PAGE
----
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Making the right choice
04/08/2006 By National House Buyers Association
Published in Iproperty Magazine

For many people, the purchase of a home is the most important financial decision of their lives. Therefore, it makes sense to approach the decision carefully. The purchase of a home is unlike any other consumer product as it covers a lot of ground - including legal, financial, technical and emotional considerations. To not educate yourself and learn from the mistakes of others only sets you up to be at best, disappointed and at worst, being 'house poor'.

Caveat emptor! Let the buyer beware - The idea that buyers take responsibility for the condition of the items they purchase and should examine them before purchase. How true is this for the property buyers? It works well for buyers of completed units but

not if you are buying from plans, when the construction has not even commenced. There is nothing as yet for you to inspect or assess. At least with knowledge you can enter into the world of homeownership with more confidence.

The process of building and selling a new house or apartment unit involves coordination among a large number of parties: land owners and developers; contractors; trades people; government regulators; designers; architects; consultants; planners; building material suppliers; lawyers; bankers and house buyers.

First time house buyers normally have little knowledge of what aspects to look for when they are ready to acquire a home. Thus the onus is on a prospective house buyer to be well educated on their rights and to seek help from all sources available before they make their first payment.

In reality, there is no 'one stop centre' for a study of a developer's record. It is common practice for big corporations to start a new private limited company for every project, as such, you might not be able to check track records unless you have the names of all the subsidiary companies formed. There are also instances where the development project is a one time venture that the company/individual undertakes. You will have to do some investigative work to get the information you want.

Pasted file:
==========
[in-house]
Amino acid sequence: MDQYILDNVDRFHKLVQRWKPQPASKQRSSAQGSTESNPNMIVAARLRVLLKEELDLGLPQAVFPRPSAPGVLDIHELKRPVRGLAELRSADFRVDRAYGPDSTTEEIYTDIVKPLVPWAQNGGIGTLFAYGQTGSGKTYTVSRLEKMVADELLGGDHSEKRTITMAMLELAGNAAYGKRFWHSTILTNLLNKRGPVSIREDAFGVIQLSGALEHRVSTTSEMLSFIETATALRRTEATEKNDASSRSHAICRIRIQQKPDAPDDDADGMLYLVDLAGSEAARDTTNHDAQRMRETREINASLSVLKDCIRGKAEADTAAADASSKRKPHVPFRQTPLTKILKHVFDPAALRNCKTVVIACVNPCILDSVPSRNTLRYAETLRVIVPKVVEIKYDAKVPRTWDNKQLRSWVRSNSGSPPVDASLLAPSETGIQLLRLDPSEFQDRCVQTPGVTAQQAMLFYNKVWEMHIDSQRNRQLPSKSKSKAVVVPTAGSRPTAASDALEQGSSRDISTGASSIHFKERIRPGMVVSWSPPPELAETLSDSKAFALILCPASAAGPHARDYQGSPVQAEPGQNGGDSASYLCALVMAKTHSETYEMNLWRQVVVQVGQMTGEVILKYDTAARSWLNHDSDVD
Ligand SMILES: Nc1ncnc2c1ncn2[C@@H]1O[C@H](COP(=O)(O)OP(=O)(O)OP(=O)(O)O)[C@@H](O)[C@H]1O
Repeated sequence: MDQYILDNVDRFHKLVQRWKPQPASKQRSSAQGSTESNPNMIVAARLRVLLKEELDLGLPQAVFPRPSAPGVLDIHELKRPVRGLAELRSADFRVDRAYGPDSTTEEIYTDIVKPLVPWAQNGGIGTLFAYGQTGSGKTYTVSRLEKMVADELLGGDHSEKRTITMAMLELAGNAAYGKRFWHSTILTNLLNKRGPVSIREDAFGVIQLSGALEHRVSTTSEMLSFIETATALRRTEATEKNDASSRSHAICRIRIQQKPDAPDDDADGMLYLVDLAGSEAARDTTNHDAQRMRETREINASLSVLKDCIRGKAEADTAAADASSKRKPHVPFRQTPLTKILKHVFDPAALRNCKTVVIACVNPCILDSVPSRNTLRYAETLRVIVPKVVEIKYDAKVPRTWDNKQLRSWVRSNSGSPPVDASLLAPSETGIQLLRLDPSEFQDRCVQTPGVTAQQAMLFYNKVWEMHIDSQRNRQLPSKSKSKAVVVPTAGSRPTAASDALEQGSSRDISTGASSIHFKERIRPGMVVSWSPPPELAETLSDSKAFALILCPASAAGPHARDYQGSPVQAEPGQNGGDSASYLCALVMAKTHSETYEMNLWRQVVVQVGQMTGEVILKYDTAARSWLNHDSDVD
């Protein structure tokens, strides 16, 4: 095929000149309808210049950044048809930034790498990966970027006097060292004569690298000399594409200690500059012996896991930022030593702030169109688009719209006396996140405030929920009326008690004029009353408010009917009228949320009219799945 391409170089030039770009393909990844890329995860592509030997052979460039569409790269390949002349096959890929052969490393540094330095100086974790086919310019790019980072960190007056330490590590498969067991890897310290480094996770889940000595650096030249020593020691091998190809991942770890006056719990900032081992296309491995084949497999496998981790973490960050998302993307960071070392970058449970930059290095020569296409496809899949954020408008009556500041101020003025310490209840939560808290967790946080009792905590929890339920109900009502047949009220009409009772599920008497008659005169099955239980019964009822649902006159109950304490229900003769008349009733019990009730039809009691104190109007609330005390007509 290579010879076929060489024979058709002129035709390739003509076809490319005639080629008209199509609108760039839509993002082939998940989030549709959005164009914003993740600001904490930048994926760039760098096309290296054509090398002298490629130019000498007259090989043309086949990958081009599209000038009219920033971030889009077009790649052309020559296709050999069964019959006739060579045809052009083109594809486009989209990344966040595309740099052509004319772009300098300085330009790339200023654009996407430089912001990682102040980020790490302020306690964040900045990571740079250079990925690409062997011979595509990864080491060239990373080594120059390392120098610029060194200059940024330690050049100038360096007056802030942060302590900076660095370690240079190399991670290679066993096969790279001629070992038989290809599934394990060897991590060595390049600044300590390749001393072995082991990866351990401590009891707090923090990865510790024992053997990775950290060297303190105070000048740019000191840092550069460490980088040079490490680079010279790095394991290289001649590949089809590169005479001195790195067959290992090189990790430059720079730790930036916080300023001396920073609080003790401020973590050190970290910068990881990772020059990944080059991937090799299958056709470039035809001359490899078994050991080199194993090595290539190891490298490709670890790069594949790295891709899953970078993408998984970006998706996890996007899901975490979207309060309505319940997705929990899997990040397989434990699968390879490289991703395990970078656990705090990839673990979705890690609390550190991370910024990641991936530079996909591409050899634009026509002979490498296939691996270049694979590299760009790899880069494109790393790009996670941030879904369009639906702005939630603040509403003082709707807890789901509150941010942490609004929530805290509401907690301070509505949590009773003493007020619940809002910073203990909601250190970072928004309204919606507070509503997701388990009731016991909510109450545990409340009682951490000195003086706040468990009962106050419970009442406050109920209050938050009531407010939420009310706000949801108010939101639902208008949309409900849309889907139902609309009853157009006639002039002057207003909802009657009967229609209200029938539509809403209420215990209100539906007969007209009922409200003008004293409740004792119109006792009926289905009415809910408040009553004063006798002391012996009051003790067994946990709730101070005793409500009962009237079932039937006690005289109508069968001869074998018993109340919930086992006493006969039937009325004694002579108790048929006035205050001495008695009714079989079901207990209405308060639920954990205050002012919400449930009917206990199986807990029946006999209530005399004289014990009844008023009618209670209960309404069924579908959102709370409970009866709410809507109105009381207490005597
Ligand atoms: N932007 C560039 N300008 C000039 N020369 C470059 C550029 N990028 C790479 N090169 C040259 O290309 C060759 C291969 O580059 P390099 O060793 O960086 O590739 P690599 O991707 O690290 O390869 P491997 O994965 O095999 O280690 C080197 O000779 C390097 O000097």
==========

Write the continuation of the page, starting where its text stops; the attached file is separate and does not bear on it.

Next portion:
It is a good idea to be clear about which situation applies to you. The following table describes the different types of homes and whether you can expect the developer to be licensed under the Housing Development (Control & Licensing) Act 1966 (Amended 2002).

Type of Purchase Developer Information
Purchase of "house & land" & "subdivided units" from developers who are State Agencies, Cooperatives before 1st December 2002 Not required to be licensed
Purchase of "house & land" & "subdivided units" from developers who are State Agencies, Cooperatives after 1st December 2002 Check with Ministry of Housing's website ( to ensure that the particular project is licensed
Purchase of "house & land" & "subdivided units" from housing developers Check with Ministry of Housing's website to ensure that the particular project is licensed
Purchase of "house & land" & "subdivided units" from developers who build less than 4 units Not required to be licensed (Do additional follow-up- described below)
Purchase of commercial units e.g. Service apartments, land for bungalow building, office lots, factories from developers Not required to be licensed (Additional checking required - described below)

Additional follow-up: Whether the Developer is from whom you are considering buying a property is licensed or not, it is a good idea to take steps to evaluate their credentials.

Here, we list some of the sources where a potential house buyer can do their additional checking.